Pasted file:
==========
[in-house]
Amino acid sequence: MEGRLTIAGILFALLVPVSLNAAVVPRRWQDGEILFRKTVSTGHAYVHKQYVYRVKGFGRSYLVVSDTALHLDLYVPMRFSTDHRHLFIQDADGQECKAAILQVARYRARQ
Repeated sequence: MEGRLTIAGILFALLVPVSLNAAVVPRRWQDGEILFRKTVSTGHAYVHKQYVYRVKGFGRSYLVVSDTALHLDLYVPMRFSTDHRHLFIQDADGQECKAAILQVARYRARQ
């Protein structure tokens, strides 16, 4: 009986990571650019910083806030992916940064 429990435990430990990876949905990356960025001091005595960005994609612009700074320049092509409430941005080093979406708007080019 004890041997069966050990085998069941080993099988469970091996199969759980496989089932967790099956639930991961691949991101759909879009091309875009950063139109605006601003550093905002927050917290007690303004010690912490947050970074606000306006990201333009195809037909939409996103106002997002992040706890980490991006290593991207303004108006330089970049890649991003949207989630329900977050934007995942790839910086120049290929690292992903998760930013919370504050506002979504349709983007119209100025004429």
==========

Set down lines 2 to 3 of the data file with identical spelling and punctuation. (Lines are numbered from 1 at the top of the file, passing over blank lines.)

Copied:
Amino acid sequence: MEGRLTIAGILFALLVPVSLNAAVVPRRWQDGEILFRKTVSTGHAYVHKQYVYRVKGFGRSYLVVSDTALHLDLYVPMRFSTDHRHLFIQDADGQECKAAILQVARYRARQ
Repeated sequence: MEGRLTIAGILFALLVPVSLNAAVVPRRWQDGEILFRKTVSTGHAYVHKQYVYRVKGFGRSYLVVSDTALHLDLYVPMRFSTDHRHLFIQDADGQECKAAILQVARYRARQ